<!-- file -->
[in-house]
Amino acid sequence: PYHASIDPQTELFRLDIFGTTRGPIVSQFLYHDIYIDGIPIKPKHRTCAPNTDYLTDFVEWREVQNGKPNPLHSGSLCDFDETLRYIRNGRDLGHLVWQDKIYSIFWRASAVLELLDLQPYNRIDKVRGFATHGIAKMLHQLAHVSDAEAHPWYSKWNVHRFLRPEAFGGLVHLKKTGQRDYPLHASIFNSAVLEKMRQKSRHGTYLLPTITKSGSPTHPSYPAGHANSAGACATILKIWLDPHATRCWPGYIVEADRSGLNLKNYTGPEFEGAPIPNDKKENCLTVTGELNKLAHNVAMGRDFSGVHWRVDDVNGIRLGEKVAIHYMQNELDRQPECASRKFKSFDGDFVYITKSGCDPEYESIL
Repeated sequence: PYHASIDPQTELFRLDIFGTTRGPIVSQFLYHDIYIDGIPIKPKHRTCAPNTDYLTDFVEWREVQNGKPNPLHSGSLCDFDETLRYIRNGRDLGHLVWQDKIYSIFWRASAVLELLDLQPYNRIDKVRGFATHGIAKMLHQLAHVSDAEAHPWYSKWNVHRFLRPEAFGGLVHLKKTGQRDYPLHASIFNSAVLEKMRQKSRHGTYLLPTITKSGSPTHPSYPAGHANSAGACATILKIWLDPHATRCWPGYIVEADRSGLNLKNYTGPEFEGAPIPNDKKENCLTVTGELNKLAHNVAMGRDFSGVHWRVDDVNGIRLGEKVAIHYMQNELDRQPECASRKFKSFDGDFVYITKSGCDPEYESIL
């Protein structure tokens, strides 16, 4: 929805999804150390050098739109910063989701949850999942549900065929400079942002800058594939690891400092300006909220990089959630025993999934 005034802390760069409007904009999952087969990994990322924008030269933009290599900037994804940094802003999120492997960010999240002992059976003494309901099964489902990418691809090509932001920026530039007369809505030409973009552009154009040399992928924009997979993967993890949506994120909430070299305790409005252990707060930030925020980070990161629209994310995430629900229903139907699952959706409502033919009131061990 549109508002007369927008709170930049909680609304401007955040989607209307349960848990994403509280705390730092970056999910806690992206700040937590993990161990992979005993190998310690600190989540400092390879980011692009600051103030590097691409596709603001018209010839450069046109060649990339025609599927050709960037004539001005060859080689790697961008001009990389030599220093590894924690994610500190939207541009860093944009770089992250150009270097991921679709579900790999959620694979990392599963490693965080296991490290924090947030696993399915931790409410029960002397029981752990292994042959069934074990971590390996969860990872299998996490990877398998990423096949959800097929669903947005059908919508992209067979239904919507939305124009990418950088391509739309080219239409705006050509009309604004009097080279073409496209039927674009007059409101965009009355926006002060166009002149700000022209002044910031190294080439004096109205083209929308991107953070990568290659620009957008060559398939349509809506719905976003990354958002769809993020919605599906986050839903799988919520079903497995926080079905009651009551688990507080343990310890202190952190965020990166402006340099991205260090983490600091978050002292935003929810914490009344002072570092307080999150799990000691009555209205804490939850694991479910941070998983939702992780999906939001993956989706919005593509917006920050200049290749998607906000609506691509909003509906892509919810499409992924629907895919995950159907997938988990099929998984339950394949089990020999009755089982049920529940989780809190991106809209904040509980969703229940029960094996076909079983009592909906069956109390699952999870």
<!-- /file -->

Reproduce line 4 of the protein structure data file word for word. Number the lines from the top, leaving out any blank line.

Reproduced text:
């Protein structure tokens, strides 16, 4: 929805999804150390050098739109910063989701949850999942549900065929400079942002800058594939690891400092300006909220990089959630025993999934 005034802390760069409007904009999952087969990994990322924008030269933009290599900037994804940094802003999120492997960010999240002992059976003494309901099964489902990418691809090509932001920026530039007369809505030409973009552009154009040399992928924009997979993967993890949506994120909430070299305790409005252990707060930030925020980070990161629209994310995430629900229903139907699952959706409502033919009131061990 549109508002007369927008709170930049909680609304401007955040989607209307349960848990994403509280705390730092970056999910806690992206700040937590993990161990992979005993190998310690600190989540400092390879980011692009600051103030590097691409596709603001018209010839450069046109060649990339025609599927050709960037004539001005060859080689790697961008001009990389030599220093590894924690994610500190939207541009860093944009770089992250150009270097991921679709579900790999959620694979990392599963490693965080296991490290924090947030696993399915931790409410029960002397029981752990292994042959069934074990971590390996969860990872299998996490990877398998990423096949959800097929669903947005059908919508992209067979239904919507939305124009990418950088391509739309080219239409705006050509009309604004009097080279073409496209039927674009007059409101965009009355926006002060166009002149700000022209002044910031190294080439004096109205083209929308991107953070990568290659620009957008060559398939349509809506719905976003990354958002769809993020919605599906986050839903799988919520079903497995926080079905009651009551688990507080343990310890202190952190965020990166402006340099991205260090983490600091978050002292935003929810914490009344002072570092307080999150799990000691009555209205804490939850694991479910941070998983939702992780999906939001993956989706919005593509917006920050200049290749998607906000609506691509909003509906892509919810499409992924629907895919995950159907997938988990099929998984339950394949089990020999009755089982049920529940989780809190991106809209904040509980969703229940029960094996076909079983009592909906069956109390699952999870």